Government departments are continuing to make progress in improving the quality and timeliness of their accounts which they submit for audit. However, according to head of the National Audit Office Sir John Bourn, a large number of departments will need to make significant further effort if they are to meet the Treasury’s timetable for the faster closing of financial reporting.Jump to downloads
Today’s report to Parliament on the financial audit work carried out by the NAO in respect of government accounts for 2004-05 points out that standards of accountability and probity in central government bodies remain high. Sir John issued qualified opinions on only two sets of departmental resource accounts compared with a total of four in the previous year.
Nevertheless there was a significant setback in that the accounts of one department, the Home Office, presented such fundamental problems that the Comptroller and Auditor General had to issue a ‘disclaimer of opinion’ because of the lack of audit evidence which he needed to reach an opinion on the truth and fairness of the account.
Good progress has been made by departments in improving the timeliness of the submission of accounts. 87 per cent of accounts had been submitted for audit by October 2005 (compared to the previous year position of 84 per cent). While six departments failed to meet the statutory timetable for submitting accounts to the Comptroller and Auditor General by 30 November, all accounts were laid before the House of Commons by the deadline of 31 January.
However, in order to meet the challenge of the Treasury’s faster closing initiative – to accelerate the production and audit of resource accounts in order to lay them no later than four months from the end of the financial year – many departments still have much work to do. Sir John expressed his full commitment to a partnership with departments to help achieve this, in order to provide Parliament with more up to date financial information.
Sir John was pleased to note an increasing recognition of the key role that financial management has to play in the efficient use of resources and in the delivery of government efficiency programmes. He welcomed the continuing steps being taken by the Treasury and departments to improve the professionalism of the finance function: not least the decision that, from December 2006, all departments will have qualified accountants as board level finance directors. He was also pleased that, during 2005, the NAO was able to assist in a Treasury-led department by department review of the effectiveness of financial management within central government. Senior NAO staff are now discussing with departments’ senior management how the Office might contribute to the achievement of the action plans arising out of the reviews.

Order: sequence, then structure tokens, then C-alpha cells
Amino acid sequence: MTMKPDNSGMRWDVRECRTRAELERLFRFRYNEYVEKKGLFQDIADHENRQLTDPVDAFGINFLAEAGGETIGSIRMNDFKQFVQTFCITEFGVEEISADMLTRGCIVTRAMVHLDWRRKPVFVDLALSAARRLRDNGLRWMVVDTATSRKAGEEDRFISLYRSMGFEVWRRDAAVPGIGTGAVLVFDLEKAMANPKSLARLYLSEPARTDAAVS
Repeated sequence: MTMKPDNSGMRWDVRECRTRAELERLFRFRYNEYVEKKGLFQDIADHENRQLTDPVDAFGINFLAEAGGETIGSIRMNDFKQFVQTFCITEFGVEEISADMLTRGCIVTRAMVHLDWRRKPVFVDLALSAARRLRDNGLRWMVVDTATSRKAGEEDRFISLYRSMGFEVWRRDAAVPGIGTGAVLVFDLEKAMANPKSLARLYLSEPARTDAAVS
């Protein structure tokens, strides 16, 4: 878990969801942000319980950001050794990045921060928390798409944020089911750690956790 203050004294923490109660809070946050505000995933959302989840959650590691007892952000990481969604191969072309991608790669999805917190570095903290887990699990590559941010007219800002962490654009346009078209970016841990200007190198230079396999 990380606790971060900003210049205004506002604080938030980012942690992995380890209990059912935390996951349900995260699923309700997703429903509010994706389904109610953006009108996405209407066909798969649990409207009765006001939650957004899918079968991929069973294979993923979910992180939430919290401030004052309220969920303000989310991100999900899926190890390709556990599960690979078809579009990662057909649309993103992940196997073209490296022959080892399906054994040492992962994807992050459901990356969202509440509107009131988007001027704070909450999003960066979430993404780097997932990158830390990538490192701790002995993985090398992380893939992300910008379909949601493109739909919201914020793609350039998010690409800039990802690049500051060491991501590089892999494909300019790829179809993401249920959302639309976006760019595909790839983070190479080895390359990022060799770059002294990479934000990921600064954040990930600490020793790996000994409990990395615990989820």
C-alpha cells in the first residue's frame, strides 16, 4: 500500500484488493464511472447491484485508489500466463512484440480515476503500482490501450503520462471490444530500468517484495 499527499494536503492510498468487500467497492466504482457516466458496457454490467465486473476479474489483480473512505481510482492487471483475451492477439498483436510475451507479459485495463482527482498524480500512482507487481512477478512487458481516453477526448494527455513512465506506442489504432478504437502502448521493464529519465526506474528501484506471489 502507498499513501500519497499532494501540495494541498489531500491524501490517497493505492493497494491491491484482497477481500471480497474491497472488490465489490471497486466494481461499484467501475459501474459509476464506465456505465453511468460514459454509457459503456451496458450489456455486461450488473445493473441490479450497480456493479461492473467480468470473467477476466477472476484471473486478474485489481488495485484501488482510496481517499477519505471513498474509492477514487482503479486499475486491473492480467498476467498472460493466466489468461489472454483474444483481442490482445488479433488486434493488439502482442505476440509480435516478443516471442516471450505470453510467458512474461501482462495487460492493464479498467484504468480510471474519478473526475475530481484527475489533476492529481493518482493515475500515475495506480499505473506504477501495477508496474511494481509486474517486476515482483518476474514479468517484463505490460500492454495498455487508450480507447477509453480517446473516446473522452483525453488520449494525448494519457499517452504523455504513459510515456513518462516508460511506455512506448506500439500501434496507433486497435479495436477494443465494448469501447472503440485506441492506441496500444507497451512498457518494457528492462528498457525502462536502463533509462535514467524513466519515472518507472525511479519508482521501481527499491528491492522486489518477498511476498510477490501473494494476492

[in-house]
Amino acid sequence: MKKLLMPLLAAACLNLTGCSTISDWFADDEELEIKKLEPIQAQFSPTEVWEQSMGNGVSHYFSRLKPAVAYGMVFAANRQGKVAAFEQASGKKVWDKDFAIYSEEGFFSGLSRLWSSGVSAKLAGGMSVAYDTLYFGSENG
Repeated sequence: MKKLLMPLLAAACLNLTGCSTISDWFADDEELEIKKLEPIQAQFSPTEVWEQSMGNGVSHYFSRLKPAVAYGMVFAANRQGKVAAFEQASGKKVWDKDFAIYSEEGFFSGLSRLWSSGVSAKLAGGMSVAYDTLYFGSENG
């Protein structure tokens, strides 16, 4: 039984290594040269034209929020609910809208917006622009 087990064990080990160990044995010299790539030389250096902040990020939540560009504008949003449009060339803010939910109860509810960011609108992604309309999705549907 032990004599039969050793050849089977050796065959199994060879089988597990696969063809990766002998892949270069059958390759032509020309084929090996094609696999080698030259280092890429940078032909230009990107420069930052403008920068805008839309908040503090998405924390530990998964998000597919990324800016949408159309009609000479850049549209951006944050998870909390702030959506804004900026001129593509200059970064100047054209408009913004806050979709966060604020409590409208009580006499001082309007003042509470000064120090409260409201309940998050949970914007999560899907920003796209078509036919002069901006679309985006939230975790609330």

Significant progress has been made by departments in improving their risk management capabilities. However, Sir John considered that there was still more that might be done in some departments to demonstrate that they have made effective risk management a central part of their day to day management processes.
Sir John said in his report that he was conscious of the need to ensure that the audit methodologies employed by the NAO continue to reflect best practice and the current thinking of the wider auditing profession and was pleased to report that for the audit of 2005-06 accounts the NAO will conduct its work in accordance with International Standards on Auditing (UK and Ireland) in line with the timetable for the adoption of these Standards in the private sector.
"I am pleased to see an increasing recognition of the key role that financial management has to play in the efficient use of resources and the delivery of efficiency programmes. The continuing steps being taken by the Treasury and departments to improve the professionalism of the finance function are therefore very welcome.
"A number of departments are still finding it difficult, however, to submit good quality financial accounts in time for them to be audited and laid before Parliament before its Summer Recess. It is essential for all departments to recognise the immense benefits to themselves of producing robust, accurate and up to date financial information throughout the financial year and not leaving it to the end of the year. This is essential if they are to improve their resource planning and decision making."Sir John
- ISBN: 102937478 [Buy a hard copy of this report]
- HC: 1015 2005-2006